Ziya Us Salam


I heard about the passing away of Shamshad Begum, quite appropriately, on ‘telephoon.’ After all, Shamshad was the one who sang into the nation’s collective memory with Mere Piya gaye Rangoon, Kiya Hai Wahan Se Telephoon, deliberately pronouncing telephone as ‘telephoon’ just as people were prone to doing in the late 1940s. The duet with C. Ramachandra in Patanga became a whole generation’s second most identifiable point with Rangoon, the other obviously being the last Mughal emperor, Bahadur Shah Zafar, who was buried in the Burmese capital.


It was a well-deserved phase of heady adulation for Shamshad, a little under a decade after she had made her debut in Hindi films with Ghulam Haider’sKhazanchi in 1941, and more than one and a half decade after she first impressed the listeners with her crystal clear voice on Radio Peshawar in 1933. It was a voice that was to remind famous music director O.P. Nayyar of a “temple bell” and propel the career of the illustrious Naushad, then trying to find his feet in Bollywood, to stratospheric heights.


Born in Amritsar in 1919, Shamshad was a rare, rare artist whose vocal chords put into shade her female contemporaries like Noor Jehan, Zohrabai Ambalewali, Suraiya and later for a brief while, even Lata Mangeshkar and Asha Bhosle. In an otherwise male-dominated industry, Shamshad, in her own way, helped the careers of Naushad and Nayyar. Both men acknowledged her debt later in their career when they insisted on using Shamshad’s voice for at least one song in their movies.


Shamshad though did not believe in living off crumbs that came her way. She often turned a little slice into a many-layered cake as first Lata, then Asha discovered. While Lata sang all but one song in K. Asif’sMughal-e-Azam, Shamshad left her imprint in the famous qawwali, Teri mehfil mein qismat aazma ke hum bhi dekhenge. Though Shamshad was initially not happy that her voice was used on Nigar Sultana, playing a supporting actor in the film, with her deep, crackling voice she easily overshadowed Lata in the duet. Incidentally, for Nigar, it was the second time that Shamshad’s voice had proved lucky; she was the girl on whom the famous Mere Piya gaye Rangoon was picturised. Another actress who gained because of Shamshad’s uniquely nasal style of singing was Minoo Mumtaz, the girl on whom the song, Boojh mera kya naam re was shot in Raj Khosla’s CID. Incidentally, Majrooh Sultanpuri wrote the song imagining his village back in Awadh and music director Nayyar felt only Shamshad could do justice to the song. CID though had more than one hit; the bigger hit being Leke pehla pehla pyar. However, not all memories associated with the song are positive. When the film was playing at the famous Jagat cinema in Delhi in 1956, there was a blast near the booking counter just after the song ended in the film. Though it claimed no life, the film’s shows were cancelled and the hall had to down its shutters for repair.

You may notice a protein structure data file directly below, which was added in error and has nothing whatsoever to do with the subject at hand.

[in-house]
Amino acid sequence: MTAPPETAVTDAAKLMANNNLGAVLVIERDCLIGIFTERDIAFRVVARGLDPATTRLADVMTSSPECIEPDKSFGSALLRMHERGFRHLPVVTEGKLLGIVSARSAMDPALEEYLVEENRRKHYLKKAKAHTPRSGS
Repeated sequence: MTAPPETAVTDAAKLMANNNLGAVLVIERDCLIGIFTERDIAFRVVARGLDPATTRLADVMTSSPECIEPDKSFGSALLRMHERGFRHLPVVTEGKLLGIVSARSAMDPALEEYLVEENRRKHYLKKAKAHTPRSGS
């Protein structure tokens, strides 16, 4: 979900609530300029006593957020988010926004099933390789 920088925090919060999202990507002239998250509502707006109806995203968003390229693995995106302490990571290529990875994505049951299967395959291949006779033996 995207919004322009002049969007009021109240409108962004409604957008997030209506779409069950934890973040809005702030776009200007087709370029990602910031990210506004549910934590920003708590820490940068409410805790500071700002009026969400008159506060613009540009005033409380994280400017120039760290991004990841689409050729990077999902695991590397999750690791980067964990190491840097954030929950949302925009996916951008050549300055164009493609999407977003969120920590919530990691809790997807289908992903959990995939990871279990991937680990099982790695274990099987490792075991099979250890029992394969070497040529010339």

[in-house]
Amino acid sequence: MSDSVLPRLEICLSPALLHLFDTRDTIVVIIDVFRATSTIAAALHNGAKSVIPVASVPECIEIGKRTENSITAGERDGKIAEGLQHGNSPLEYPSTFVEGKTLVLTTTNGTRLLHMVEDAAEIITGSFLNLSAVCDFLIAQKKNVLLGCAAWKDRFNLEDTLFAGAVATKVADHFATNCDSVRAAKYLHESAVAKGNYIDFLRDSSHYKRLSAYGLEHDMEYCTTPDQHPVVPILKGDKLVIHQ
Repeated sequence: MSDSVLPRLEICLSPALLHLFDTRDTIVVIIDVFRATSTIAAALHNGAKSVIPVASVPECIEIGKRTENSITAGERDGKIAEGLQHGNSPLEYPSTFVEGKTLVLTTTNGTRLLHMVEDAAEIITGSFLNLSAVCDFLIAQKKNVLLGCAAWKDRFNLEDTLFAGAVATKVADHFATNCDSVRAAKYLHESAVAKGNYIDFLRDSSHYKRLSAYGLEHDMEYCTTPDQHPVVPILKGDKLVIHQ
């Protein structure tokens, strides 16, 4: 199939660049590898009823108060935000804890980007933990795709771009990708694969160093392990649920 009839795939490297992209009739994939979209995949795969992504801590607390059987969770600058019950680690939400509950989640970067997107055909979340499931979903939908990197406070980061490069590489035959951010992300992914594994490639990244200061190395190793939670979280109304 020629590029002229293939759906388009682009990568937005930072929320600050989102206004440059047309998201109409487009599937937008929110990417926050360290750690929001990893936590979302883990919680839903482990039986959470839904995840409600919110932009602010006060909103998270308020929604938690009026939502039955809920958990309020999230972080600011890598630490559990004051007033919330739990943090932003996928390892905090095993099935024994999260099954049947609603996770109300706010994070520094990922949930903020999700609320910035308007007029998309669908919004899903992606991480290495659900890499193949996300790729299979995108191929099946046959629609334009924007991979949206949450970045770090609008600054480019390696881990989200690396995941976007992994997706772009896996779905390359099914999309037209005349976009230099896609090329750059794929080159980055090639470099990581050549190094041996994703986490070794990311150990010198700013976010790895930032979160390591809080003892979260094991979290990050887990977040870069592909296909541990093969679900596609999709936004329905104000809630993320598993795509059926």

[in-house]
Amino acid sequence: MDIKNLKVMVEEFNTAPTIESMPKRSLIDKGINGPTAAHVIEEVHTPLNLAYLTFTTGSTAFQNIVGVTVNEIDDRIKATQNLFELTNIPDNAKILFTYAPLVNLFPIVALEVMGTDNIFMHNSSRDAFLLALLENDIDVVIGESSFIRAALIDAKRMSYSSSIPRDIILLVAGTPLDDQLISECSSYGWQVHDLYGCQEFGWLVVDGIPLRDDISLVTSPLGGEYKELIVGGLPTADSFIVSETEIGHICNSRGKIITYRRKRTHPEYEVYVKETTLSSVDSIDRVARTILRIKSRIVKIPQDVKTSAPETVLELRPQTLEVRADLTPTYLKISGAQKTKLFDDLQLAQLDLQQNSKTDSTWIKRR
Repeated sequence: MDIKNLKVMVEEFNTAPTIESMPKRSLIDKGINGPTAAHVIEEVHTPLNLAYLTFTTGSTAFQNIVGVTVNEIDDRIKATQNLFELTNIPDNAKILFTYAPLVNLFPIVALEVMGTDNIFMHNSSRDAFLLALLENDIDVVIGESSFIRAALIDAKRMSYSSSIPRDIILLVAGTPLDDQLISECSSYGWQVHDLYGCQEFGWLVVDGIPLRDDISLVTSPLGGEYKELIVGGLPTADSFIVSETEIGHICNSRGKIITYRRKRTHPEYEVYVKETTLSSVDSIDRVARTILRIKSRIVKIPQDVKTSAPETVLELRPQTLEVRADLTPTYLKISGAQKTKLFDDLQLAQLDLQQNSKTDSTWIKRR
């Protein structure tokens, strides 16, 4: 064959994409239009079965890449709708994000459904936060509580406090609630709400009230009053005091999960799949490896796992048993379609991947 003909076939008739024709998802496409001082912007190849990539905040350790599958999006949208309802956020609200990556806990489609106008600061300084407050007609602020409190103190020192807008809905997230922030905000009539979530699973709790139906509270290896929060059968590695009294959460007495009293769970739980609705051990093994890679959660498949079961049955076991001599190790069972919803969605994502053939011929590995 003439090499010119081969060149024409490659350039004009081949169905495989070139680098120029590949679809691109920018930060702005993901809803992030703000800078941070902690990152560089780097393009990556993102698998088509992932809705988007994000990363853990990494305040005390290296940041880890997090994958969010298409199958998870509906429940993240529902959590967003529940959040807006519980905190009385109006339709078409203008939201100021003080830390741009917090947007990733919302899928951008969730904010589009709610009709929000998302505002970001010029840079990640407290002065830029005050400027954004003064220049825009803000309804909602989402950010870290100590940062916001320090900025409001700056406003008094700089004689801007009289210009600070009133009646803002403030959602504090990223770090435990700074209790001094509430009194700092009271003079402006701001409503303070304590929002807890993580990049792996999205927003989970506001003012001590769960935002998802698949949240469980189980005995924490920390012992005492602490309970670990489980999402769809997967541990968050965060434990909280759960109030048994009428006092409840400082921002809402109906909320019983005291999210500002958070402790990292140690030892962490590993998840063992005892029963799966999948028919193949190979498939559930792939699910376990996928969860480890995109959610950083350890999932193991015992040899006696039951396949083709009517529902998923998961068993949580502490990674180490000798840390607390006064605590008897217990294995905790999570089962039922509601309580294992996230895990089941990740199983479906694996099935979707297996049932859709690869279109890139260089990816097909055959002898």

Likewise, Naushad used her voice selectively for Mother India. Again, Shamshad came up with the unforgettable Holi aai re kanhai to make sure that the future generations will remember her on every festival of colours. Around the same time came Naya Daur where Nayyar, again, used Shamshad forReshmi shalwar kurta jaali ka; this time pitting her opposite Asha Bhosle. The two were to come up with the much more remarkable Kajra mohabbat wala about a decade later in Kismat.


Though she only occasionally got to lend her voice to leading heroines like Nargis, Meena Kumari, Waheeda Rehman, Vyjayantimala and the rest, Shamshad made a good fist of what came her way. Not just Nigar and Minoo but even Cuckoo gained because of her. Shamshad’s rendition of Ek do teen, aaja mausam hai rangeen made Cuckoo a darling of the masses in Awara.


Then there was Kabhi Aar, kabhi paar from Guru Dutt’s Aar-Paar, where like Mughal-e-Azam, Shamshad got only one song but she proved her mettle with it. She had only a handful of romantic duets with the male leads of her time; the more memorable one being with Talat Mahmood, Milte hi aankhen dil hua in Babul. However, another song of the same film stays with cinegoers to this day. Chhod babul ka ghar was a regular at weddings for more than 40 years after it was first used in director S.U. Sunny’s film in 1950. In Baiju Bawra, she more than held her own in the song, Door koi gaye with both Lata and Rafi.


Though she faded away in the 1960s because the listeners opted for a more sweet, syrupy way of singing of Lata and others, she will always be remembered for her full-throated, lively, unhindered way of singing, which was at least in part due to lack of formal taleem in classical music. A fine reader of the mood of the moment, she was unfailingly sensitive to the actors for whom her voice was used. At one time among the highest-paid artistes — she used to charge Rs.15 per song in 1930s — she took pride in her seniority too. Her name often graced the screens and music cassettes before that of Lata, Rafi and the rest. Unlike many of her peers, Shamshad did not allow any bitterness to cloud the autumn of her life, gracefully spending her years with her daughter before succumbing to prolonged illness this week, aged 94. Thanks to her songs which were way ahead of times — many of which are used on dancer floors in remixed versions today — the “temple bell” will toll for long.




1. Leke pehla pehla pyar from CID; 2. Kabhi aar, kabhi paar from Aar-Paar;


3. Mere piya gaye Rangoon from Patanga


4. Saiyan dil mein aana re from Bahar


5. Chhod babul ka ghar from Babul


6. Holi aayi re kanhai from Mother India


7. Teri mehfil mein qismat from Mughal-e-Azam


8. Kajra mohabbat wala from Kismat


9. Kahin pe nigahen kahin pe nishana from CID


10. O Gadiwale, gaadi dheere haak re from Mother India



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